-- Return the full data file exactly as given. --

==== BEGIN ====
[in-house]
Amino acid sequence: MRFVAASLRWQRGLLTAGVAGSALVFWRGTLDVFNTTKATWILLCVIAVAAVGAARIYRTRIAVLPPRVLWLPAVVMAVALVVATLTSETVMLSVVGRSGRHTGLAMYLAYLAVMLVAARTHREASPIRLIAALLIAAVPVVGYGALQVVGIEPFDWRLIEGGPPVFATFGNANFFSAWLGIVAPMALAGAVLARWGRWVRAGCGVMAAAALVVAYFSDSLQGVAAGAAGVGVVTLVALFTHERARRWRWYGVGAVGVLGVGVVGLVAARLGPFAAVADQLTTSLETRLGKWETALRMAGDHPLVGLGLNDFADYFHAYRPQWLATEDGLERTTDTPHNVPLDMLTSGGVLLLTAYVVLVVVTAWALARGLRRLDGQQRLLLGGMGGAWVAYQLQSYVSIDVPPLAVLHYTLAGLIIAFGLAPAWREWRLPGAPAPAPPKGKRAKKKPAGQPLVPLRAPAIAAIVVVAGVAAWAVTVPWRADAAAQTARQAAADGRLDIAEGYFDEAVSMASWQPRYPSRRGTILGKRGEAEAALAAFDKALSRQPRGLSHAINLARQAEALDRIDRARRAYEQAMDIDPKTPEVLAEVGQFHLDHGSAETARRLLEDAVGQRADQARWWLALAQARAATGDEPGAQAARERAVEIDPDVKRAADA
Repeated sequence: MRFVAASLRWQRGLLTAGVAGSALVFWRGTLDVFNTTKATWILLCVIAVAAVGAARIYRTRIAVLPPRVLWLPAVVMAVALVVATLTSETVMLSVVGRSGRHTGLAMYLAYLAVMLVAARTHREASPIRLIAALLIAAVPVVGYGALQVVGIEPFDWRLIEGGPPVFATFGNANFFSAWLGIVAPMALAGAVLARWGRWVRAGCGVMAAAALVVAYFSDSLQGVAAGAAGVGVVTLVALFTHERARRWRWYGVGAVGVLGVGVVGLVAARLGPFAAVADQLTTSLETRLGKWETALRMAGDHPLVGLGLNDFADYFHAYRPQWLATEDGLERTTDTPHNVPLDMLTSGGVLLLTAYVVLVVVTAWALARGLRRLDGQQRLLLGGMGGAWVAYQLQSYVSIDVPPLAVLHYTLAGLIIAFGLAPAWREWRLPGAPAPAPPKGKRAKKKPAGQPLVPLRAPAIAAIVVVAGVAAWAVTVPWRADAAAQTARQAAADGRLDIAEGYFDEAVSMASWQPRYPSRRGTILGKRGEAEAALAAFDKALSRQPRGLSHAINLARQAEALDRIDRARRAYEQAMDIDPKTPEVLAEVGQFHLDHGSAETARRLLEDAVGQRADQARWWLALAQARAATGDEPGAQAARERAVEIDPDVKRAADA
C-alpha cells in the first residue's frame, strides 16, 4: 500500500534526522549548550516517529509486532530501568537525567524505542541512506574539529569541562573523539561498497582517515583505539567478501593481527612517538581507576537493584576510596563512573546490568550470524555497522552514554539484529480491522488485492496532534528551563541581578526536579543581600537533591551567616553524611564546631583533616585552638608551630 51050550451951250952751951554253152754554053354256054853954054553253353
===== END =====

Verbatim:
[in-house]
Amino acid sequence: MRFVAASLRWQRGLLTAGVAGSALVFWRGTLDVFNTTKATWILLCVIAVAAVGAARIYRTRIAVLPPRVLWLPAVVMAVALVVATLTSETVMLSVVGRSGRHTGLAMYLAYLAVMLVAARTHREASPIRLIAALLIAAVPVVGYGALQVVGIEPFDWRLIEGGPPVFATFGNANFFSAWLGIVAPMALAGAVLARWGRWVRAGCGVMAAAALVVAYFSDSLQGVAAGAAGVGVVTLVALFTHERARRWRWYGVGAVGVLGVGVVGLVAARLGPFAAVADQLTTSLETRLGKWETALRMAGDHPLVGLGLNDFADYFHAYRPQWLATEDGLERTTDTPHNVPLDMLTSGGVLLLTAYVVLVVVTAWALARGLRRLDGQQRLLLGGMGGAWVAYQLQSYVSIDVPPLAVLHYTLAGLIIAFGLAPAWREWRLPGAPAPAPPKGKRAKKKPAGQPLVPLRAPAIAAIVVVAGVAAWAVTVPWRADAAAQTARQAAADGRLDIAEGYFDEAVSMASWQPRYPSRRGTILGKRGEAEAALAAFDKALSRQPRGLSHAINLARQAEALDRIDRARRAYEQAMDIDPKTPEVLAEVGQFHLDHGSAETARRLLEDAVGQRADQARWWLALAQARAATGDEPGAQAARERAVEIDPDVKRAADA
Repeated sequence: MRFVAASLRWQRGLLTAGVAGSALVFWRGTLDVFNTTKATWILLCVIAVAAVGAARIYRTRIAVLPPRVLWLPAVVMAVALVVATLTSETVMLSVVGRSGRHTGLAMYLAYLAVMLVAARTHREASPIRLIAALLIAAVPVVGYGALQVVGIEPFDWRLIEGGPPVFATFGNANFFSAWLGIVAPMALAGAVLARWGRWVRAGCGVMAAAALVVAYFSDSLQGVAAGAAGVGVVTLVALFTHERARRWRWYGVGAVGVLGVGVVGLVAARLGPFAAVADQLTTSLETRLGKWETALRMAGDHPLVGLGLNDFADYFHAYRPQWLATEDGLERTTDTPHNVPLDMLTSGGVLLLTAYVVLVVVTAWALARGLRRLDGQQRLLLGGMGGAWVAYQLQSYVSIDVPPLAVLHYTLAGLIIAFGLAPAWREWRLPGAPAPAPPKGKRAKKKPAGQPLVPLRAPAIAAIVVVAGVAAWAVTVPWRADAAAQTARQAAADGRLDIAEGYFDEAVSMASWQPRYPSRRGTILGKRGEAEAALAAFDKALSRQPRGLSHAINLARQAEALDRIDRARRAYEQAMDIDPKTPEVLAEVGQFHLDHGSAETARRLLEDAVGQRADQARWWLALAQARAATGDEPGAQAARERAVEIDPDVKRAADA
C-alpha cells in the first residue's frame, strides 16, 4: 500500500534526522549548550516517529509486532530501568537525567524505542541512506574539529569541562573523539561498497582517515583505539567478501593481527612517538581507576537493584576510596563512573546490568550470524555497522552514554539484529480491522488485492496532534528551563541581578526536579543581600537533591551567616553524611564546631583533616585552638608551630 51050550451951250952751951554253152754554053354256054853954054553253353